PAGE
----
After a long hiatus, Kiwi hip hop royalty Home Brew have released their first album in more than a decade.
Run It Back landed on 8 December, marking the Auckland group's first official release together since their number one self-titled album rocked Aotearoa music a little over 10 years ago.
Tom Scott joined Kara Rickard in the studio to talk about the new album, the long break in between albums and the growth and struggles in between.
"It feels good. Making the album was amazing and I'm so proud of it. It's a beautiful thing," Scott says.
In some ways, Run It Back marks coming full circle to revist where they were when their first album was created, but with a fresh approach, and in some ways it reflects new growth.
Without a new perspective on making music this album probably wouldn't exist, he says.
"These days we can understand that the music ain't yours. It don't belong to you - you make the music and then it's for the people. It's only ever what they say it is ... it was never what you thought it was - it never was that. It's only what it is to someone else.
"So letting go of the ego and the critic in my head - that's what I've got to do."
The lyrics in the new album return again and again to tough times and processing trauma, and Scott says that was an important central idea underlaying what they were trying to do.
"It's the blues - Home Brew. My old man raised me up on Amos Milburn, he wrote the song 'Bad, Bad Whiskey' and my old man's band ... they used to cover it, so I grew up on that song, and songs like 'One Bourbon, One Scotch, One Beer'.
"There were all these beautiful songs about drinking, but underneath it all it's like he's sad that he's lost his girl, or he's drinking again cos he can't get over his trauma.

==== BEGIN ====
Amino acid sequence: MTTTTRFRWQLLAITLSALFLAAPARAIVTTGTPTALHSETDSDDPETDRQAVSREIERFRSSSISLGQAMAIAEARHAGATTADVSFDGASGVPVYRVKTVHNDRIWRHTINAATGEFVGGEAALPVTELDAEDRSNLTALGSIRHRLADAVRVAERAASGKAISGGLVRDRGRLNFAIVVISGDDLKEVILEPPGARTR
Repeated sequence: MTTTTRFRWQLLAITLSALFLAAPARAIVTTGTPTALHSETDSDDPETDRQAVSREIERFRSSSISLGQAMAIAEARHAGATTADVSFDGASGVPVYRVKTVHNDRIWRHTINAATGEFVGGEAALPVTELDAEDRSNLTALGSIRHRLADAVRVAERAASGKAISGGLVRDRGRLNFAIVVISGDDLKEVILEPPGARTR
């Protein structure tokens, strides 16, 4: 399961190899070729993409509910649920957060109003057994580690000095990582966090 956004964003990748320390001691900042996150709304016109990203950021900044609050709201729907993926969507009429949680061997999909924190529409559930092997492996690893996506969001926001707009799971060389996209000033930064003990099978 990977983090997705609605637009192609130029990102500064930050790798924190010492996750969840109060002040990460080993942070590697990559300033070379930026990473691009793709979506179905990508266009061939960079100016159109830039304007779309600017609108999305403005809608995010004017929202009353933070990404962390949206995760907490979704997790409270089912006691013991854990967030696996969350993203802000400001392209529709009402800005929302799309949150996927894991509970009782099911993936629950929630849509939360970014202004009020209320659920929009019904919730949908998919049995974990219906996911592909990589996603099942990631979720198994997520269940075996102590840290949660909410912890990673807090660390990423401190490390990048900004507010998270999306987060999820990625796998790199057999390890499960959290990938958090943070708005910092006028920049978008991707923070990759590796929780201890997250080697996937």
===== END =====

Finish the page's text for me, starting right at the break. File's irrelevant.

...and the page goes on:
"Home Brew was always that, a way of processing our trauma through the blues in a way, or hip hop. This album wouldn't probably have been what it was without the trauma involved and the things me and Haz were going through at the time, and it just so happened that we had the blues."
It's a break up album, he says.
Meanwhile, some of the earlier Home Brew songs that Scott at one stage found too emotionally raw, now have a new life and new meaning for him too, after the new meanings fans gave them superceded what they were created from.
In the 11 year recording hiatus for Home Brew they've had other projects they were working on, and this was the right time to come back to the Home Brew, Scott says.
"I think I compartmentalise things a lot to make things easier ... but as I went on throughout the years I found it easier to be all the parts of myself.
"I didn't just have to be a performer who's focused on the fine parts of the music and picking everything apart like I do in ABC [Avantdale Bowling Club], and the compositional stuff that we do in ABC. I didn't just have to be a performer that's jumping over the speakers like I do in Home Brew.
"I can do it all to be real, and that's what makes a good show ... You don't have to be just be one thing in life I think. I used to just pigeon-hole myself into playing these certain characters, but the truth is we are all nuanced.
"I really felt like after all these years - even though it's 11 years too late - I finally knew how to be every part of myself."